I didn't make up the phrase "Media with Benefits:" I heard it used by a media agency leader yesterday in a closed-door meeting I was hosting. (Since it was said in that context, I'll let the originator stay anonymous or self-identify at their own discretion). It's too rich a slogan not to seize and interpret here in The Drift. We can parse this phrase two different ways: both in terms of its intent and also through a broader existential interpretation that questions what a media seller really does for a living these days.
How It Was Originally Intended: From a media director's point of view, it means "Yes, we'll buy banners and pre-roll videos and push-downs and sponsorships from you, but we need you to add value. Give us insights, integration, creative support, special research. We can't be seen as just buying placements anymore, and you can no longer afford to simply be a source for those placements." If this post stopped here, it would have been a good and valuable read. This is the minimum that a media sales professional should be doing in the market today. Your job is to create value; you'll just be getting compensated in media dollars.
The Drift is proudly underwritten this week by PubMatic,which empowers publishers with one holistic platform to sell advertising more intelligently.
The Larger Concept: The deeper, existential translation of "Media With Benefits" challenges the very nature of how the seller and the media sales organization see their place in the world. The system for precisely distributing outbound advertising messages across the infinite supply of online "inventory" is fully in place, and that market is commoditized now and forever. If you're selling "holes in pages" today, the best you can hope for is increasing "yield" while reducing friction and cost. (Newsflash: Google and Facebook have a pretty good head start on you.)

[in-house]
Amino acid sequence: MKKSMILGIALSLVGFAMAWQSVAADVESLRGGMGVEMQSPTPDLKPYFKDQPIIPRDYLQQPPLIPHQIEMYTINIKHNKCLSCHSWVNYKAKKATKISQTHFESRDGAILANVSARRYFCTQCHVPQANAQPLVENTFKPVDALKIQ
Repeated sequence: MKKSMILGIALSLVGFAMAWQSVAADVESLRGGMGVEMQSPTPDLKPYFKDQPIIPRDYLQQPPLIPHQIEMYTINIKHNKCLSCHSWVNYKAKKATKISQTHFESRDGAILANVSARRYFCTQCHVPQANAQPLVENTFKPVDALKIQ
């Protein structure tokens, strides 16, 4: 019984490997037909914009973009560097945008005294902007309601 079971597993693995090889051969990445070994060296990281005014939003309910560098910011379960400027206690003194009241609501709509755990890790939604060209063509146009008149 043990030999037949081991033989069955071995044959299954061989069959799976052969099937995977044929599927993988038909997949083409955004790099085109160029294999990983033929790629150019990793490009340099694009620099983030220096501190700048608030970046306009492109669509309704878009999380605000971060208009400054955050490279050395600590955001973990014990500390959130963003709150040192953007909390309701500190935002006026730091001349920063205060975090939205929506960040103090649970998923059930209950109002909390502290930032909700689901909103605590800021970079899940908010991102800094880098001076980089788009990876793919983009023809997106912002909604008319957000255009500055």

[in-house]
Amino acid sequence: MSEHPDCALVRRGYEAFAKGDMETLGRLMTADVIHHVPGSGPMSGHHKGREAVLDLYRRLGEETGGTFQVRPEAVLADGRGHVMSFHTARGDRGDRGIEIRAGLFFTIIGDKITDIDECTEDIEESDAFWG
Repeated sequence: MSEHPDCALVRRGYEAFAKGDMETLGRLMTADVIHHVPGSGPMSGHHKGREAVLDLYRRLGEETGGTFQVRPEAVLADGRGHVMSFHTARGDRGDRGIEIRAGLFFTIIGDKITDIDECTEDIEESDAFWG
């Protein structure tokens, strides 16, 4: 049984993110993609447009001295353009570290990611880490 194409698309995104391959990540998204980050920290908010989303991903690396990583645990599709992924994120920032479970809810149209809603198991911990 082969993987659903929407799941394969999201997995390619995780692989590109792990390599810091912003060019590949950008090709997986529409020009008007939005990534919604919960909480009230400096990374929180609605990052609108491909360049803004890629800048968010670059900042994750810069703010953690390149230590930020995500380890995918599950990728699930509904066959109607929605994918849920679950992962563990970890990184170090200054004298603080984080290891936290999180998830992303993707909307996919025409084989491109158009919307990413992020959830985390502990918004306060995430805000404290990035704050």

Hope is not lost, however. The answer for today's media seller is to raise your aim, not lower it. Focus on (1) accomplishing marketing tasks, (2) creating compact, distributable marketing environments, and (3) doing it all by co-opting the same ad pipeline that's about to commoditize and marginalize you. In short, start pushing better stuff through the pipes. Bring the marketer fresh creative concepts, research opportunities, information services, CRM options -- you name it --and plan ways to distribute and fulfill them through the ridiculously intricate ecosystem of plumbing, networks and platforms we've built.
Marketers don't need more media in which to advertise. Start leveraging our infrastructure to deliver true marketing benefits and you'll find yourself happily back in the game. Want to talk about some examples? Give me a call.
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